1930 World Series — the Athletics and Cardinals


By Ron Griffitts

Contributing columnist

In October 1930, the Philadelphia Athletics (102-52) managed by Connie Mack who was also the team’s owner, met the St. Louis Cardinals (92-62) managed by Gabby Street.

The Athletics were led on offense by Jimmie Foxx (37 HR, 156 RBI, .357 BA, 127 Rs), Al Simmons (36 HR, 165 RBI, .381 BA, 152 Rs, 211 H), Mickey Cochrane (.357 BA, 85 RBI, 110 Rs), Bing Miller (.303 BA, 100 RBI, 91 Rs), Jimmy Dykes (.301 BA,) and Mule Haas (.299 BA, 91 Rs).

Their pitching staff was anchored by George Earnshaw (22-13), Lefty Grove (28-5, 2.54 ERA), Rube Walberg (13-12), Bill Shores (12-4), Roy Mahaffie (9-5) and relievers Jack Quinn (9-7) and Eddie Rommel (9-4).

The Cardinals were led in batting by Chick Hafey (26 HR, 107 RBI, .336 BA, 108 Rs), Frankie Frisch (114 RBI, .346 BA, 121 Rs), Jimmy Wilson (.318 BA), Jim Bottomly (.304 BA), Charlie Gelbert (.304 BA), Sparky Adams (.314 BA, 98 Rs), Taylor Douthit (.303 BA, 109 Rs, 201 H), and George Watkins (.373 BA).

St. Louis’ eight starters as well as three reserves all batted over .300.

Their pitching staff was headed by Bill Hallahan (15-9), Jesse Haines (13-8), Burleigh Grimes (13-6), and Flint Rhem (12-8).

Game one was in Shibe Park in Philadelphia with Lefty Grove and Burleigh Grimes starting for their respective teams. Grove was at the top of his game as one of baseball’s best pitchers and Grimes was a wiley veteran who threw a spitball.

The Cards took a 2-1 lead going into the fourth inning in which Al Simmons tied the game with a solo home run. In the sixth inning, Jimmy Dykes doubled in Max Bishop with what proved to be the winning run, and later Mickey Cochrane added a solo home run for the A’s as they went on to a 5-2 victory and a 1-0 lead in the series. Both Grove and Grimes pitched complete games for their respective teams.

In game two, George Earnshaw started for the Athletics and Flint Rhem for the Cardinals. Philadelphia took a two run lead in the bottom of the first inning on a solo home run by Mickey Cochrane and an RBI double by Jimmy Foxx.

George Watkins answered with a solo home run off of Earnshaw in the top of the first but that was the Cards’ only run as Earnshaw pitched the complete game for a 6-1 Athletics win and a 2-0 lead in the series.

For game three, the teams switched to Sportsman Park in St. Louis with Bill Hallahan opposing the A’s Rube Walberg. The Cards needed a win and Hallahan provided that as he went all the way for a complete game shutout. With the help of a solo home run by Taylor Douthit, the Cards gave the home fans a 5-0 win.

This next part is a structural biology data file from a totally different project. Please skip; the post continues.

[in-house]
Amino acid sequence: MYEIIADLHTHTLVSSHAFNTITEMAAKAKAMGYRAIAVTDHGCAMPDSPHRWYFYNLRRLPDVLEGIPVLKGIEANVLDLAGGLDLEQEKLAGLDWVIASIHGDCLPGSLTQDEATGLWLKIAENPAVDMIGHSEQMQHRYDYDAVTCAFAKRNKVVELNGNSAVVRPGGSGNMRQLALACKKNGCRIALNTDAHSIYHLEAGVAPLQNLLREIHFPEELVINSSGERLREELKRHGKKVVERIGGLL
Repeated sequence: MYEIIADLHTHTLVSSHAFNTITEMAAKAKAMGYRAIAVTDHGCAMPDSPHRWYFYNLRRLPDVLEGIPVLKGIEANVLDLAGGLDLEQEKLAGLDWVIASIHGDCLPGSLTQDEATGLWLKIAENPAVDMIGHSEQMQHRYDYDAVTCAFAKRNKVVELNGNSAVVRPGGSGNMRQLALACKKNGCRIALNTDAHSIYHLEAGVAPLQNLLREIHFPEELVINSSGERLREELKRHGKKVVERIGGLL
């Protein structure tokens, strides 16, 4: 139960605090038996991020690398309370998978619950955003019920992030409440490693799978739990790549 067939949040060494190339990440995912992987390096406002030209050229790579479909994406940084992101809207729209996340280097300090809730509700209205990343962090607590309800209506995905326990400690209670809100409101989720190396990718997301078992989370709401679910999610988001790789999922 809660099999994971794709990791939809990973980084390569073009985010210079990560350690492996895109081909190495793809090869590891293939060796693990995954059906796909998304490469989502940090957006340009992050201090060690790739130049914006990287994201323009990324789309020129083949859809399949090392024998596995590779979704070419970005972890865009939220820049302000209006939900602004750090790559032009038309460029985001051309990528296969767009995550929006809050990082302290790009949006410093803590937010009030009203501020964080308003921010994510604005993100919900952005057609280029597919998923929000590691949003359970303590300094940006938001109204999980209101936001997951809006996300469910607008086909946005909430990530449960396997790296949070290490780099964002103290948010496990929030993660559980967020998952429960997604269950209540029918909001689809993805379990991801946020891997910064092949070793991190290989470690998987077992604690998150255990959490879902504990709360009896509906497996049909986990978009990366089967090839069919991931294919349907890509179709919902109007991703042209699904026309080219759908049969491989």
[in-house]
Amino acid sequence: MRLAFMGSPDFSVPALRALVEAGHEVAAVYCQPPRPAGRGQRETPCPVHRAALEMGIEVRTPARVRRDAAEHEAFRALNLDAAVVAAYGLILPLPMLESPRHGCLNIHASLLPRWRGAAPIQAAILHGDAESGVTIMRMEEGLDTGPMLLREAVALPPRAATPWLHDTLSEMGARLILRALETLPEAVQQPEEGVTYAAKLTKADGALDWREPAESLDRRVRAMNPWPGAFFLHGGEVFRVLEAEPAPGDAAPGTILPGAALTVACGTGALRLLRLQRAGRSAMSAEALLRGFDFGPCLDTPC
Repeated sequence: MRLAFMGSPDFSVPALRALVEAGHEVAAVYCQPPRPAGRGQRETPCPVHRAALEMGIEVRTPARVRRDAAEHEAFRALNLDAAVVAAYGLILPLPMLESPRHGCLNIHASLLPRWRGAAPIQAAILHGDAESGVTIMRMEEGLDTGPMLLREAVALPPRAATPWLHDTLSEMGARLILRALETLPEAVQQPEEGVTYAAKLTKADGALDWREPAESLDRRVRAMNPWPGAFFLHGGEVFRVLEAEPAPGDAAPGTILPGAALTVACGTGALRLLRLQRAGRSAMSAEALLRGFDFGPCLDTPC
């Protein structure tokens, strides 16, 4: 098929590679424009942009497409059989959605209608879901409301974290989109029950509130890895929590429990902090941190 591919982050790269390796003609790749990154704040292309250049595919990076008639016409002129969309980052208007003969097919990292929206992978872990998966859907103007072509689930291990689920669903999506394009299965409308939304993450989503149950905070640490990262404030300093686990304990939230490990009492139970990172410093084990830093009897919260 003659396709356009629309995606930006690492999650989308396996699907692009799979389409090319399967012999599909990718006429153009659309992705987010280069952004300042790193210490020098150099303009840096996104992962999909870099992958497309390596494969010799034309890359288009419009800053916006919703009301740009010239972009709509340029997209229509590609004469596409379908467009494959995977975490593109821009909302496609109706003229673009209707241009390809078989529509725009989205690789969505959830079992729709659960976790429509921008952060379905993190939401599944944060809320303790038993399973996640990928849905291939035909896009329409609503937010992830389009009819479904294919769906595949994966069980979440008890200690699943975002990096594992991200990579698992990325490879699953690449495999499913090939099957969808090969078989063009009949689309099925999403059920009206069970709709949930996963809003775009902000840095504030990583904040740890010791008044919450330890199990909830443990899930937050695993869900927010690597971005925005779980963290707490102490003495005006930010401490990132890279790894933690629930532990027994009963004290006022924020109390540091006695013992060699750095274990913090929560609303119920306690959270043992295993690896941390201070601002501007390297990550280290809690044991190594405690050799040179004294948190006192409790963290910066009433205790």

Game four featured Lefty Grove back against Montgomery county native Jesse Haines and for the second game in a row the Athletics’ offense was held in check-this time with only one run-as Haines and the Cards went on to a 3-1 win to tie the series at two games each.

Game five was a key game in the series. George Earnshaw was back against the Cards opening game starter Burleigh Grimes and the game was scoreless going into the ninth inning with Lefty Grove having replaced Earnshaw for the A’s and Grimes still pitching for St. Louis.

Jimmy Foxx broke out of a slump and greeted Grimes with a two-run home run which Grove made stand up and the A’s won 2-0 and took a 3-2 series lead.

Game six back in Philadelphia was the most one sided in the series as the Athletics strung together seven runs to build up a 7-0 lead until St. Louis got a run in the ninth inning.

Simmons and Dykes had home runs for Philadelphia and George Earnshaw pitched all nine innings as the A’s won the game 7-1 and the World Series.

Both teams were back the following year.

Had there been an MVP of the series it probably would have been George Earnshaw who pitched nine innings in game one, seven in game five and came back the next day to pitch nine innings for a win in game six. He pitched 25 innings and allowed only two runs

Pitchers were used differently as in addition to his 32 starts Lefty Grove appeared in 18 games in relief, finishing 17 games for a total of pitching in 50 games. He had 9 saves in addition to his 28 wins.

Statistics for this article were from baseball-reference.com.

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